On the face of, then, BG Group has quite a somersault to perform. The spectacle should make good sport. In the end, however, the potential for embarrassment here should not be allowed to get in the way of what may be a sound idea. Though a big share buy-back may seem a bit rich from the point of view of consumers (should this money not have been spent on yet further price reductions?), this is actually not the way to look at it. What BG is proposing is to rejig its capital by replacing equity with debt. It makes no difference to customers whether capital is in the form of debt or equity. It's not their money, so why should they care? If the cost of servicing the debt is cheaper than paying dividends, then over the long term it might actually be to their benefit.
Like most modern-day commercial trends, the present fashion for buy-backs comes from the US, where they are now commonly used as a substitute for dividends. Already we have seen quite a lot of it here too, of course, but on nothing like the same scale as the US. Furthermore, there is still resistance in the City to the idea that buy-backs should be used as a substitute for dividends. Where the US leads, however, Britain tends to follow. Fee-hungry investment bankers are pursuing the opportunities with a whole battery of corporate clients and it could well be that we are on the verge of a veritable explosion in these things.
In the US, the thinking behind them broadly goes like this. Stock yields are now so low that companies need to find other ways of rewarding their shareholders. One way is to pay them in capital. There are also tax advantages in doing it this way since dividends are paid out of a company's net profits while interest on debt is paid out of gross profits.
With the abolition in the last Budget of tax credits on dividends, some of the same factors are beginning to come into play in the UK too. Dividends are now worth 20 per cent less to the big pension funds than they were before the Budget. In these circumstances both corporate and government bonds are made that much more attractive.
There are other factors too driving the big pension funds away from equity and towards bonds. The requirements of an ageing population and new government-imposed "minimum funding requirements" are forcing the pensions industry progressively into the so called "safe" investment of debt. In other words, there is a real and possibly unsatisfied demand for bonds, while demand for equity may be on the wane. This is not to argue that the cult of equity is over, but it may not run as strongly as it did.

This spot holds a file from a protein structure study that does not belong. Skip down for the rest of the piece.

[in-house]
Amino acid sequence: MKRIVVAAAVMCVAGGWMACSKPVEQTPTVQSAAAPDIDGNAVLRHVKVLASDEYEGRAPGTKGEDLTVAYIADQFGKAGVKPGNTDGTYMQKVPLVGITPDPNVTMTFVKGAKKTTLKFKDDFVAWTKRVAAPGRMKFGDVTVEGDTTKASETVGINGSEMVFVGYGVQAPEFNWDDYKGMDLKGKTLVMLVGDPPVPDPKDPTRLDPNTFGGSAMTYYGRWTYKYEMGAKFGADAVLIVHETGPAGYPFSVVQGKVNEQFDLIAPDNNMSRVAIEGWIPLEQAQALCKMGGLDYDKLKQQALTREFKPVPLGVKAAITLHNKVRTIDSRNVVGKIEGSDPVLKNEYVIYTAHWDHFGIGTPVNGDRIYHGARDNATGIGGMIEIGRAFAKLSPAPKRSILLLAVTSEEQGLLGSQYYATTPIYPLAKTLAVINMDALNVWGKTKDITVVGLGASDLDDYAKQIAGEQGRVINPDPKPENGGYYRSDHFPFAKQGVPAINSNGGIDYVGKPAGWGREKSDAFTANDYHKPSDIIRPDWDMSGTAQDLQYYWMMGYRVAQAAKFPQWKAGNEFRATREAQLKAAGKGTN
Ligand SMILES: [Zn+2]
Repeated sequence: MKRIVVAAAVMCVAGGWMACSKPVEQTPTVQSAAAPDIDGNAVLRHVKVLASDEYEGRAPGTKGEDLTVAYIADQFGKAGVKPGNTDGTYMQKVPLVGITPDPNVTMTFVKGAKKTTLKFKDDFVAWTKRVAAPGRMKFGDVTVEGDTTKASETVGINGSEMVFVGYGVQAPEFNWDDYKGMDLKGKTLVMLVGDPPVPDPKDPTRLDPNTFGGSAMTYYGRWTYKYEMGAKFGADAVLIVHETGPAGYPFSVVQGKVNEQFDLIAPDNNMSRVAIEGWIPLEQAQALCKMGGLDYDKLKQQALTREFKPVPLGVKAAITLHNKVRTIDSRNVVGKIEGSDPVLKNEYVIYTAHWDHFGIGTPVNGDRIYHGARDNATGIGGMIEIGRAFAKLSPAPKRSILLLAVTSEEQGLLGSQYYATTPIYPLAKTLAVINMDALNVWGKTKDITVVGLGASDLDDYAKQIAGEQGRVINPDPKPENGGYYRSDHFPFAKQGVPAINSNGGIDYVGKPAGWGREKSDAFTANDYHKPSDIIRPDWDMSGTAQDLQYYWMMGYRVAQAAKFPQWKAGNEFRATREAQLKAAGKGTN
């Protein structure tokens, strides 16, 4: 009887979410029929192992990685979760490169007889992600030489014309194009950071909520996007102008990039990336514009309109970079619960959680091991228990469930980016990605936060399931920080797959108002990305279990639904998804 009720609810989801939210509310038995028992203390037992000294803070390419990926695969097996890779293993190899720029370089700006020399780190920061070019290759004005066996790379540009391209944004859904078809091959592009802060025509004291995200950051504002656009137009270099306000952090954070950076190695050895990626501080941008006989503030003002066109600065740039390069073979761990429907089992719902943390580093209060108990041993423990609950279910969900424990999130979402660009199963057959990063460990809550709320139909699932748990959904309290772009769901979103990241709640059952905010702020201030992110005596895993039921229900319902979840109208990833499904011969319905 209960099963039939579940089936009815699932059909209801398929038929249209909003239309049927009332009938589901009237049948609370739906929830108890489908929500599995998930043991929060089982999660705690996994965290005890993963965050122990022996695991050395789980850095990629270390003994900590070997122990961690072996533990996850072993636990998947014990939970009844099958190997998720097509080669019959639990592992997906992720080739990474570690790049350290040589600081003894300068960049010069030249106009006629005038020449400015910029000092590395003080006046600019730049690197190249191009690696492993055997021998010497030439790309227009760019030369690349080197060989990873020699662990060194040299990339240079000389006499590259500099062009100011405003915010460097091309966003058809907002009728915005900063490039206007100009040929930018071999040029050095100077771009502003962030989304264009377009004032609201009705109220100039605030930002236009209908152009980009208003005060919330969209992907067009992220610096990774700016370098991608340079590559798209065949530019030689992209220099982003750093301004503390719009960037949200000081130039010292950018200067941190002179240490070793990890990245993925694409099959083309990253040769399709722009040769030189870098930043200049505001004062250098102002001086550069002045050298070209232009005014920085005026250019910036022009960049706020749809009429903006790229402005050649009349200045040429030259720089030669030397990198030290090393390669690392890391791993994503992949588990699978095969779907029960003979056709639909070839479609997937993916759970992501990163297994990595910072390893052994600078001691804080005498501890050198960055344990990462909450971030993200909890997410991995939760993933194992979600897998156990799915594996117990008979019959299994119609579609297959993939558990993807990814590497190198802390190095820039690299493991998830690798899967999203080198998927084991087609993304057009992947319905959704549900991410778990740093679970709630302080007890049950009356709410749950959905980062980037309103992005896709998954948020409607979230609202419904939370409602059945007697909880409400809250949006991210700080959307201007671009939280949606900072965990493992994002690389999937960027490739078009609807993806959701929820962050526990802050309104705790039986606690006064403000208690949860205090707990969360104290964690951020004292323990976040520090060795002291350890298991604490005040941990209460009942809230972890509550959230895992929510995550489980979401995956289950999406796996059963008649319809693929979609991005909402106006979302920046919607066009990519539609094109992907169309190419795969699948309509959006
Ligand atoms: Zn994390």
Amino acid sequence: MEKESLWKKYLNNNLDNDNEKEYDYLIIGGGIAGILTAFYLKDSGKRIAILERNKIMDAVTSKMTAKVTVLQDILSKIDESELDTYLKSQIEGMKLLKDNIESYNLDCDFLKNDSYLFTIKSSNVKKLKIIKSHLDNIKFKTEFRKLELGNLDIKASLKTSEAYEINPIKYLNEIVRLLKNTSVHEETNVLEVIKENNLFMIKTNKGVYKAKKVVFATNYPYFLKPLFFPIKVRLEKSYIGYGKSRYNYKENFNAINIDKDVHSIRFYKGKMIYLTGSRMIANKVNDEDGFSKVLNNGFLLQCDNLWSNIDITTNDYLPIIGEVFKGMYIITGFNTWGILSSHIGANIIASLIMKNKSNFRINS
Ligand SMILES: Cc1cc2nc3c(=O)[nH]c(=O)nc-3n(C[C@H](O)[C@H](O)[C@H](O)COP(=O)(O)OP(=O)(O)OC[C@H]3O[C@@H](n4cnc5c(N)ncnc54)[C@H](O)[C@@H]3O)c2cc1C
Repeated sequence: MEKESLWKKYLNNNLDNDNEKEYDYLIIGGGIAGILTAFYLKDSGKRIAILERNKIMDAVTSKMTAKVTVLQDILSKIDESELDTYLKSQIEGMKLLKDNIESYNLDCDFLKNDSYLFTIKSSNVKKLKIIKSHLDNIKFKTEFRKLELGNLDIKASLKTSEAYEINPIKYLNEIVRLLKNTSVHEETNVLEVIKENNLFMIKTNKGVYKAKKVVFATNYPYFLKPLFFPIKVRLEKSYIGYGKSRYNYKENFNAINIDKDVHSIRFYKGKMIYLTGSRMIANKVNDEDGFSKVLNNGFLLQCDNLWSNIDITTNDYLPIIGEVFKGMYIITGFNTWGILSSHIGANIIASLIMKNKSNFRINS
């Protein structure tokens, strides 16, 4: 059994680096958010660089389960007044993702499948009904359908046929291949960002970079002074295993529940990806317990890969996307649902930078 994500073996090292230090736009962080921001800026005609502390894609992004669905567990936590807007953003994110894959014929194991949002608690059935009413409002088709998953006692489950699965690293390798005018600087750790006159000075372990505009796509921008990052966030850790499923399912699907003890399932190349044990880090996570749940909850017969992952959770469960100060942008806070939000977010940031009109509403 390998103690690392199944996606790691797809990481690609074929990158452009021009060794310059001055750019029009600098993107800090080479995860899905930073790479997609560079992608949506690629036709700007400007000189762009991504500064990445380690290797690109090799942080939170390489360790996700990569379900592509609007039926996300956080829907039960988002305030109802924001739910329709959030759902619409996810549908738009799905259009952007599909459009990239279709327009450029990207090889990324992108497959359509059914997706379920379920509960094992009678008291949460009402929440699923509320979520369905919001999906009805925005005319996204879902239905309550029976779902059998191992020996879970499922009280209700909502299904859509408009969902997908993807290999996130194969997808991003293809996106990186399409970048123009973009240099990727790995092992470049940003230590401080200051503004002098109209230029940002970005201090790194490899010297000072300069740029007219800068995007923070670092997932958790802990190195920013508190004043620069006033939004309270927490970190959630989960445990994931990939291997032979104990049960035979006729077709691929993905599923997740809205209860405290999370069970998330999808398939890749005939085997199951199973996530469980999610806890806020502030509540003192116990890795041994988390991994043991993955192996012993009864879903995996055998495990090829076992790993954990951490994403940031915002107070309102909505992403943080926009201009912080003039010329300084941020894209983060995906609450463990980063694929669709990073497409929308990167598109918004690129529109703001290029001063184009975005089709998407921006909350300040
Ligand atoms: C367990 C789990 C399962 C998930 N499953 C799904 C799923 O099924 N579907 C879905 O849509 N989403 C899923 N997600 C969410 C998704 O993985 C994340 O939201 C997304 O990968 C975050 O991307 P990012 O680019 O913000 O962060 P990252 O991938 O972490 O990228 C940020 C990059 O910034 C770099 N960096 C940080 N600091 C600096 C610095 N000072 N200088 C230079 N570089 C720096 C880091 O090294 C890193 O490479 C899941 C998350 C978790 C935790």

The buy-back is a logical consequence of these developments. In the UK, the tendency has been for companies to use cash or bank borrowings to fund these exercises, but it can only be a matter of time before the process finds its mirror imagine in a revival of the corporate bond market. What could be neater than to buy back unwanted equity, then soak up the capital once more with a corporate bond issue.
A good racket for the City, obviously. The tougher question is whether all this gearing up of the corporate balance sheet is entirely wise. In BG's case the balance sheet is plainly capable of taking much heavier debt gearing without causing undue concern. There are obvious dangers involved, however. It all looks fine at the moment with interest rates relatively low and inflation in abeyance, but what happens in the next recession?
Today's good idea may well seem like a rather bad one in the cold light of the next economic downturn. Investors are only prepared to provide a fixed interest rate for so long. In the event of a prolonged downturn, companies will be queuing up to go the other way and refinance their over- geared balance sheets with cheaper equity. For the time being, however, the fashion is for the plunging neckline and the City will welcome what BG is doing with open arms.Reuse content